1.10 We have been warned over and over!
"Future generations are unlikely to condone our lack of prudent concern for the integrity of the natural world that supports all life"
Rachel Carson, Silent Spring, 1962
The risks of climate change and ecosystem collapse as a result of human action have been known about for many decades. Yet global greenhouse gas emissions have continued to rise steeply.
In 1949, Professor Aldo Leopold, ecologist at the University of Wisconsin, made clear the damage we were doing to our land: "One of the penalties of an ecological education is that one lives alone in a world of wounds. Much of the damage inflicted on land is quite invisible to laymen. An ecologist must either harden his shell and make believe that the consequences of science are none of his business, or he must be the doctor who sees the marks of death in a community that believes itself well and does not want to be told otherwise."
Global warming and its associated risks have been known about for over 40 years. Back in the 1970s, American multinational oil and gas corporation Exxon were aware of the likelihood and risks of human caused climate change.
In 1988, climate scientist James Hansen testified before the US congress, provoking the New York Times headline: "Global Warming Has Begun, Expert Tells Senate". That same year, the Intergovernmental Panel on Climate Change (IPCC) - a massive body of thousands of scientists who volunteer their time to review the science relating to climate change – was founded as part of the United Nations to inform international negotiations. Since then the IPCC has published five massive reports, and many more interim reports, detailing the science of climate change in ever-starker detail.
Yet the warnings were ignored or down-played.
In 1992, the Union of Concerned Scientists, including the world’s leading scientists and the majority of living science Nobel laureates, published the "World Scientists’ Warning to Humanity", calling on humankind to curtail environmental destruction and warning that “a great change in our stewardship of the Earth and the life on it is required, if vast human misery is to be avoided.” The authors feared that humanity was pushing Earth’s ecosystems beyond their capacities to support the web of life, and described how we are fast approaching many of the limits of what the biosphere can tolerate without substantial and irreversible harm. They implored that we cut greenhouse gas emissions and phase out fossil fuels, reduce deforestation, and reverse the trend of collapsing biodiversity. Indeed, a few years later, in 1995, the UN Environment Programme also warned that the Earth’s biological resources were under serious threat.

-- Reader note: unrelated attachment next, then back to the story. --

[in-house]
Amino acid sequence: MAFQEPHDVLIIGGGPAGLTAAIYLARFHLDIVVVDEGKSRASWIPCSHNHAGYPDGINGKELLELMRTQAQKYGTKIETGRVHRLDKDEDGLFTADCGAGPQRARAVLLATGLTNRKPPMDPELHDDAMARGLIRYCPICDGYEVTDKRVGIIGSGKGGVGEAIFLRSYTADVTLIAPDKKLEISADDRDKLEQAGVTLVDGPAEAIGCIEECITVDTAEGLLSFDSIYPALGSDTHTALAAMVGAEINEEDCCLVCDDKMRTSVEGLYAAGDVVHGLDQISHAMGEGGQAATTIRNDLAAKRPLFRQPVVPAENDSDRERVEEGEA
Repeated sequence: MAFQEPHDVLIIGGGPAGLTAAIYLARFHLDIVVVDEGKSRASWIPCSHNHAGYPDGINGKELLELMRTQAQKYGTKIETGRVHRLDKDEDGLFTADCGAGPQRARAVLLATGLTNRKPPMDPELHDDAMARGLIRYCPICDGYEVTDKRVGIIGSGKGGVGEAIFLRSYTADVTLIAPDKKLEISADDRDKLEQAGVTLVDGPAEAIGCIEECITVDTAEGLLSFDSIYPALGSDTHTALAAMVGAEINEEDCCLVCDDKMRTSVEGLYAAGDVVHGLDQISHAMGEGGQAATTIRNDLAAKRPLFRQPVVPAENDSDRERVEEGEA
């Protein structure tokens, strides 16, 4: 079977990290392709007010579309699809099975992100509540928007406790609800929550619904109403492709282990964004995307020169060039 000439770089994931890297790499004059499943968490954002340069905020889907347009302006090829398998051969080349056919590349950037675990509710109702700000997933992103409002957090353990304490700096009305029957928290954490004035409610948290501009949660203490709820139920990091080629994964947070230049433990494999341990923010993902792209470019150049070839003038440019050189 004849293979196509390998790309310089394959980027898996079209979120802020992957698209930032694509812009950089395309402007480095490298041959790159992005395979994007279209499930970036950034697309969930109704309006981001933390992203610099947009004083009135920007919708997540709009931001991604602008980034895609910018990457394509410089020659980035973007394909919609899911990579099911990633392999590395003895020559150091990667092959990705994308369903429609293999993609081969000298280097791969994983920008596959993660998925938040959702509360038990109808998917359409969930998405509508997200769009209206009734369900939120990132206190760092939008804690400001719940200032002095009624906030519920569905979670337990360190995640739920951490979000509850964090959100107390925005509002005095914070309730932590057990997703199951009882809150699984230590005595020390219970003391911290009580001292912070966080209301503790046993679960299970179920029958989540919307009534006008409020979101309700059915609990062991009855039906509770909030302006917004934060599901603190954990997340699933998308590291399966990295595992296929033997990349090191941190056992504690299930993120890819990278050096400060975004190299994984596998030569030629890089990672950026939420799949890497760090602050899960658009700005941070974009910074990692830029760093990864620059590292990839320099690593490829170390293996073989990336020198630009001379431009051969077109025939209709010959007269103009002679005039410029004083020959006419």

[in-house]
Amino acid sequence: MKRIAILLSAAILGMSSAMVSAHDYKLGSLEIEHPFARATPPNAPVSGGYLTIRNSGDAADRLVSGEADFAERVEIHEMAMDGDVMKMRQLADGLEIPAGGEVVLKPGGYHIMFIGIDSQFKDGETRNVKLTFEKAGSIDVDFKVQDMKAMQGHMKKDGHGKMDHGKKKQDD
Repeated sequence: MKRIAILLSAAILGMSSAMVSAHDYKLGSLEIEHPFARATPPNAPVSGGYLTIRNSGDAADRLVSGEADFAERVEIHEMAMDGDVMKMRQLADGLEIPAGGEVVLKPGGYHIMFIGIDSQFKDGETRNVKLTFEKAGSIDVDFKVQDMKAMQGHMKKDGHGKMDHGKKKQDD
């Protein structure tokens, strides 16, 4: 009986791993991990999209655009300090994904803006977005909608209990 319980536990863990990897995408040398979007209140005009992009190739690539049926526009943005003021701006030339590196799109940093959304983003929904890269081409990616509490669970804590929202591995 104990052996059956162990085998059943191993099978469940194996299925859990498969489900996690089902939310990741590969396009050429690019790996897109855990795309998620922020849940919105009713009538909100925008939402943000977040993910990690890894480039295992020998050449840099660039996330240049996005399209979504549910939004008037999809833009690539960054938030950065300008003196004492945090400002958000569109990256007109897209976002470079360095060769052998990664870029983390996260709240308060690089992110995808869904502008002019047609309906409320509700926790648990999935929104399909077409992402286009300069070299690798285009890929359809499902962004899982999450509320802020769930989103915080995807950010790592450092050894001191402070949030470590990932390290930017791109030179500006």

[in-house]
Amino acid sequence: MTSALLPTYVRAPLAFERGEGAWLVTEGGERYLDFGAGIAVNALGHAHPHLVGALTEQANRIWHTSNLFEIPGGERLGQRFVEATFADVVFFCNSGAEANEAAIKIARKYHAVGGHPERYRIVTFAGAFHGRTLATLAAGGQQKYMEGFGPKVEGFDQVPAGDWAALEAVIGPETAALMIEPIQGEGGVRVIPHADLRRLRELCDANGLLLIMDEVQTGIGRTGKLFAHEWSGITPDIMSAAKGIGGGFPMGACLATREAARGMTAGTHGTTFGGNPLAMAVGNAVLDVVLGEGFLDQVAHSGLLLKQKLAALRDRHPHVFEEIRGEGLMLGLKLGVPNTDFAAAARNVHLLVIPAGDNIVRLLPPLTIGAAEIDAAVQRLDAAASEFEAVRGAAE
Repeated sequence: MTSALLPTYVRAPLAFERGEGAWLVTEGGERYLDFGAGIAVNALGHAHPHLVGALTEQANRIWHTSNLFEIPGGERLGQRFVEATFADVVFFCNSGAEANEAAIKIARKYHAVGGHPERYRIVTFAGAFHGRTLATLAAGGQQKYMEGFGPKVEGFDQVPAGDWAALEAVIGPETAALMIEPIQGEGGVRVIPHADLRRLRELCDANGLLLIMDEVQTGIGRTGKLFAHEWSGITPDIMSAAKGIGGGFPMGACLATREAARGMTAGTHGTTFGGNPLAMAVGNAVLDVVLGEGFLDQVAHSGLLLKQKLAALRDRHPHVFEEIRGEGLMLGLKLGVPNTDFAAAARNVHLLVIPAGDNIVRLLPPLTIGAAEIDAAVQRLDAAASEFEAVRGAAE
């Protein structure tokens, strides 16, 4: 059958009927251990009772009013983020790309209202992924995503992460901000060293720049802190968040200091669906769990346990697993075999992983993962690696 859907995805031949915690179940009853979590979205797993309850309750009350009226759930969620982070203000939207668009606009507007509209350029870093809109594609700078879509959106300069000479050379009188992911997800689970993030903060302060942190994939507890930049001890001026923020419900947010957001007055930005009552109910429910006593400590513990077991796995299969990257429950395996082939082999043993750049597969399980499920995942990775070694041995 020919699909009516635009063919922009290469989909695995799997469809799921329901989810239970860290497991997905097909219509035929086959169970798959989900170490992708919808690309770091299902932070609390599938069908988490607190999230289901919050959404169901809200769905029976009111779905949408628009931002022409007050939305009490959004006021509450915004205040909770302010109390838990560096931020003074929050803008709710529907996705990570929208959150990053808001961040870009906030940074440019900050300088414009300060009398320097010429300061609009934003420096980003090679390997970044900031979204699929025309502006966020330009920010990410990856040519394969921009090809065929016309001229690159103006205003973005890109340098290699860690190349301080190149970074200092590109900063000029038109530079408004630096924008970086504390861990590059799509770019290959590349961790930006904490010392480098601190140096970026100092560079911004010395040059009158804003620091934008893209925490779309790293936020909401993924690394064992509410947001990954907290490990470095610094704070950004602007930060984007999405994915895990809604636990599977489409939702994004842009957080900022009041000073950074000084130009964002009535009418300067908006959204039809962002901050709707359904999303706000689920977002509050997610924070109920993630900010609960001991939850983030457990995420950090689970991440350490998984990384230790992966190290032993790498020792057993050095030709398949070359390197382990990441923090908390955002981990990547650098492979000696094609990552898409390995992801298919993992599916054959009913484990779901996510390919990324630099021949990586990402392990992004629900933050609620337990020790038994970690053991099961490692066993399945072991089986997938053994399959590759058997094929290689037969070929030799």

The warnings were still not heeded. On the contrary, the rate of greenhouse gas accumulation in the atmosphere between 1987-2019 (since when the dangers were first known) was four and a half times faster than it was between 1955-1986. In fact, more than half of our total fossil fuel emissions have been emitted in the last three decades. The graph below shows just how rapidly and how consistently our emissions have been rising, even since various climate warnings have been issued and climate treaties negotiated.
In 2017 there followed a second, even more urgently worded letter from the Union of Concerned Scientists: "World Scientists’ Warning to Humanity: A Second Notice", which was signed by more than 15,000 scientists. A few years later, the urgency was made crystal clear by more than 13,000 scientists from 156 countries who signed the "World Scientists’ Warning of a Climate Emergency". In it they declared that "Scientists have a moral obligation to clearly warn humanity of any great existential threat ... Based on this obligation and the data presented below, we herein proclaim ... a clear and unequivocal declaration that a climate emergency exists on planet Earth."
Now, after almost 40 years of warnings and 30 years of international climate negotiations, we have precious little to show for it. On the contrary, carbon emissions from burning fossil fuels have increased by over 50% since 1990. If we are to prevent disaster, the time for action is now.
As Professor Sherwood Rowland, Nobel Prize Winner in Chemistry for discovering how we were destroying the ozone layer said: "What’s the use of having developed a science well enough to make predictions if, in the end, all we’re willing to do is stand around and wait for them to come true?"